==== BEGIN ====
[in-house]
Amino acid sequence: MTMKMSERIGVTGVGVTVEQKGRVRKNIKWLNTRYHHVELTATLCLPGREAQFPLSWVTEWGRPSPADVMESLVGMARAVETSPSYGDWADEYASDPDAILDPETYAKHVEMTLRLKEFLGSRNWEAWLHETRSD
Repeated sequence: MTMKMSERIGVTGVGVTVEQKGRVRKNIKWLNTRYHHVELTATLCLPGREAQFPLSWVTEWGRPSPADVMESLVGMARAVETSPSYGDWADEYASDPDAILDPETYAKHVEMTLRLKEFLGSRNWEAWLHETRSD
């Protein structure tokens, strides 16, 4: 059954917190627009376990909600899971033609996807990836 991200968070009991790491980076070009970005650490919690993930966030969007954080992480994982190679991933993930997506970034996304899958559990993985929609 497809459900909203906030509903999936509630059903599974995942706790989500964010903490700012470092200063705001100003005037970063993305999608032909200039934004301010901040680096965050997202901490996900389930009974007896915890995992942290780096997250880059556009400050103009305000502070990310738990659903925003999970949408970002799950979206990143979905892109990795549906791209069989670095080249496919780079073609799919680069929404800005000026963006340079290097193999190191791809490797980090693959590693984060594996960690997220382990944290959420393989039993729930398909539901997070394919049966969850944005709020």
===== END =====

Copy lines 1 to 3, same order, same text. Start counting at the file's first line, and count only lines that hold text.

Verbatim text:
[in-house]
Amino acid sequence: MTMKMSERIGVTGVGVTVEQKGRVRKNIKWLNTRYHHVELTATLCLPGREAQFPLSWVTEWGRPSPADVMESLVGMARAVETSPSYGDWADEYASDPDAILDPETYAKHVEMTLRLKEFLGSRNWEAWLHETRSD
Repeated sequence: MTMKMSERIGVTGVGVTVEQKGRVRKNIKWLNTRYHHVELTATLCLPGREAQFPLSWVTEWGRPSPADVMESLVGMARAVETSPSYGDWADEYASDPDAILDPETYAKHVEMTLRLKEFLGSRNWEAWLHETRSD